One of the most delightful, relaxing, and enlightening activities that can happen in bed at night is not the one defined in the dictionary by a three-letter word which conjures up spicy images, naughty, but that which passes with the lamp on and with a cup of tea nearby – reading a short story.
What I like most about short stories is that they’re short. You can read them in a sitting. No commitments, few to no descriptions, and often no plot, just a scene. Their shortness makes them concise. Their conciseness makes them powerful. And while it’s true that short stories tend to moralize, I often find that their message is quite sensible and worthy to be remembered.
A short story is sometimes only a scene. But it can be a succession of closely related scenes, more close together in time and space than those of a novel. Some short stories paint a scene and let you draw your own conclusions, Chekhov’s for example. Some carry a moral lesson: ‘look what happens if you do this!’ Two examples that come to mind are the Canterbury Tales and Boccacio’s Decameron. Others are something in between. Maupassant’s short stories and S. Maugham’s for instance.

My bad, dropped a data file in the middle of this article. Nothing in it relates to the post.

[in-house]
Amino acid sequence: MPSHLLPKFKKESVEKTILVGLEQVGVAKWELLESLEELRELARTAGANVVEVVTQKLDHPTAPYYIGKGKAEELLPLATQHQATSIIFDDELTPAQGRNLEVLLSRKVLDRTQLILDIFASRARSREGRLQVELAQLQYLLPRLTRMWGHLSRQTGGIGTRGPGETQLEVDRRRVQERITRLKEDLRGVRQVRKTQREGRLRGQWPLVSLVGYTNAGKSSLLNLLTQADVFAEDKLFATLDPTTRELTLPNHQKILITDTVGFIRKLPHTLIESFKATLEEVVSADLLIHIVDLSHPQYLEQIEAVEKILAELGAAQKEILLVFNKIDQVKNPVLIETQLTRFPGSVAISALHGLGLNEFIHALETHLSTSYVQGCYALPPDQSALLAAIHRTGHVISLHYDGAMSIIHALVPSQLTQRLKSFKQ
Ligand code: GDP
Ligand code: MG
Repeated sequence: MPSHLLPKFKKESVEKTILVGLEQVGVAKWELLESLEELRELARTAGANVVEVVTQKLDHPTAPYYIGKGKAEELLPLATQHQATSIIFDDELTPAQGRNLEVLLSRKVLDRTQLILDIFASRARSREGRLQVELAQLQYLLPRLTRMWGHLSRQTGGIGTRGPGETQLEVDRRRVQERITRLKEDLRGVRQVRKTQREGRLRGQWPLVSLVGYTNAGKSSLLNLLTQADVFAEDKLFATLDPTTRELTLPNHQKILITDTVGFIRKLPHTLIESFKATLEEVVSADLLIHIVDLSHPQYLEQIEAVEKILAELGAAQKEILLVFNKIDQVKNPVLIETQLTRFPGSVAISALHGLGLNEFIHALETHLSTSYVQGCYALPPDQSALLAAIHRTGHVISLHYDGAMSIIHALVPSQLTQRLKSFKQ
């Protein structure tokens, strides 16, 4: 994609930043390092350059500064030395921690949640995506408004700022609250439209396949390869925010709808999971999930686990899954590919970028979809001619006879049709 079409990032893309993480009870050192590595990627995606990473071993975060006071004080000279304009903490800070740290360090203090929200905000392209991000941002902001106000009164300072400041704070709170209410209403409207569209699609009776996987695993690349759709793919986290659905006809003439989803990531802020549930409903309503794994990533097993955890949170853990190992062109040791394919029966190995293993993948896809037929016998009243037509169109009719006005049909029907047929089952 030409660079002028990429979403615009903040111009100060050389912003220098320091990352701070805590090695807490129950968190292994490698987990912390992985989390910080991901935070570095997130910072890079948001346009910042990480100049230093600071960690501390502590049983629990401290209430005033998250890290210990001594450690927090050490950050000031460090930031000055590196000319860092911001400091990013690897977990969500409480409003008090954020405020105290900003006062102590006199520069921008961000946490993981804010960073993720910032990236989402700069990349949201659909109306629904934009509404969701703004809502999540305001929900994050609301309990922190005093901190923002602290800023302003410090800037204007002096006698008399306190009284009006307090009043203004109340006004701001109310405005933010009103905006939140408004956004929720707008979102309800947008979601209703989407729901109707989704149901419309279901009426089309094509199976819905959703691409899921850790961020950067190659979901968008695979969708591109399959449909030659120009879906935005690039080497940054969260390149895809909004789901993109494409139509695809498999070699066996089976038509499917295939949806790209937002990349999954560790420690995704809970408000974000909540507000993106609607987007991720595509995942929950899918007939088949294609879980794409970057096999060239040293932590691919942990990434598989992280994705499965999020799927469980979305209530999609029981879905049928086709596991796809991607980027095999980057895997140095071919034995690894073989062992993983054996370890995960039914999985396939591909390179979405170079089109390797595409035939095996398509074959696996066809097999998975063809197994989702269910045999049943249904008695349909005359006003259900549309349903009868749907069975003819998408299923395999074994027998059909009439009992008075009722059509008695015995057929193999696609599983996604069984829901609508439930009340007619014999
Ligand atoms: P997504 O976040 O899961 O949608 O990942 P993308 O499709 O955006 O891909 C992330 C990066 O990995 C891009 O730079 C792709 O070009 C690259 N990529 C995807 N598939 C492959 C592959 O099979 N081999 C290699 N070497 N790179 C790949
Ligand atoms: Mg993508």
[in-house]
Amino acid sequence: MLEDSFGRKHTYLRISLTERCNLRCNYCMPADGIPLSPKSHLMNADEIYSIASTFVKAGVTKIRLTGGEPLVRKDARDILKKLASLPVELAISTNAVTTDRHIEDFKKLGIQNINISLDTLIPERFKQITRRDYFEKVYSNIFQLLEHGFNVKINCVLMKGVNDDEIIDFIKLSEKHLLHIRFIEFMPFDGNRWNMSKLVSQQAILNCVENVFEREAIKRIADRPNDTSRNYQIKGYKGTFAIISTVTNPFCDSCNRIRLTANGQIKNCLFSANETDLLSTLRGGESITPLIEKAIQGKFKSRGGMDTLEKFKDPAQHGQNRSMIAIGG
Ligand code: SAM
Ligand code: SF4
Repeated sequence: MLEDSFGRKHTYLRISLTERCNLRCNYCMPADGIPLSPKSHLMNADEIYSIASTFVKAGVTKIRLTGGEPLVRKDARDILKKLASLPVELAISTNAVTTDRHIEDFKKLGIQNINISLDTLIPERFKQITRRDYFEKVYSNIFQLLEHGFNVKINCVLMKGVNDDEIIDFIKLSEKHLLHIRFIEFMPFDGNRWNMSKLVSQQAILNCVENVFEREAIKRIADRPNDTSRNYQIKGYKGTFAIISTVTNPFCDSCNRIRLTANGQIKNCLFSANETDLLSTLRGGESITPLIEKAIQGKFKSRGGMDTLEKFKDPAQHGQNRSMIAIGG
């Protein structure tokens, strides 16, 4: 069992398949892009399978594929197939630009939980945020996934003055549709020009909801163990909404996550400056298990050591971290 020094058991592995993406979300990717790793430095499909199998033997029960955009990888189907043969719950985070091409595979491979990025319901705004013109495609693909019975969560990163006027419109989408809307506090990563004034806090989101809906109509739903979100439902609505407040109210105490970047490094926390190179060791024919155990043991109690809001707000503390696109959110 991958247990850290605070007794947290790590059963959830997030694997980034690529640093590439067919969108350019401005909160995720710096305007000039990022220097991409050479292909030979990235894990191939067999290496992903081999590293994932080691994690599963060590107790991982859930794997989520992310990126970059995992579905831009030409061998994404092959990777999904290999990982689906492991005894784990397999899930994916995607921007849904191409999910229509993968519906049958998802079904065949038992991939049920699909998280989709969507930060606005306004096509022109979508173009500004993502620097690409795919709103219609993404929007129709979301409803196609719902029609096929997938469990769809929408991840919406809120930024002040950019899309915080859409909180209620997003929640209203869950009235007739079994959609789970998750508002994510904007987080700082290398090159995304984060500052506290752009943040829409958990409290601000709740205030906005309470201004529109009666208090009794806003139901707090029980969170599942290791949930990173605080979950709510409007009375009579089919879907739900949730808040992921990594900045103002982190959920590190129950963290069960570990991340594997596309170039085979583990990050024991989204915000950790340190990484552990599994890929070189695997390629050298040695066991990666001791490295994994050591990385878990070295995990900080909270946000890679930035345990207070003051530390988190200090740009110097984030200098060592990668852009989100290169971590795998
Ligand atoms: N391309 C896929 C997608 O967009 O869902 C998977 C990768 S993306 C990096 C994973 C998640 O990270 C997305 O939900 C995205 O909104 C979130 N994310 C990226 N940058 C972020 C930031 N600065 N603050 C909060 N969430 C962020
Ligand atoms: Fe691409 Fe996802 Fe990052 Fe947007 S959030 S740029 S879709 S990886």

I like them all. They are short. They are easy to read. They are fun. They make me think.
There are some short stories that I return to. Most of these are in the public domain so you can read them online or download them to your e-book reader. I bet my hat you won’t regret reading any of these.
- The Diamond Necklace by Guy de Maupasant
- Mr. Knowall by Somerset Maugham
- A Legend of Old Egypt by Boreslaw Prus
- A Tree. A Rock. A Cloud by Carson McCullers
- The Chemist’s Wife by Anton Chekhov
- The Story of the Bad Little Boy Who Didn’t Come to Grief by Mark Twain
- Il Conde by Joseph Conrad
- The Lottery in Babylon by Jorge Luis Borges
- Cat in the Rain by Ernest Hemingway
Do you like short stories? Have any favorites?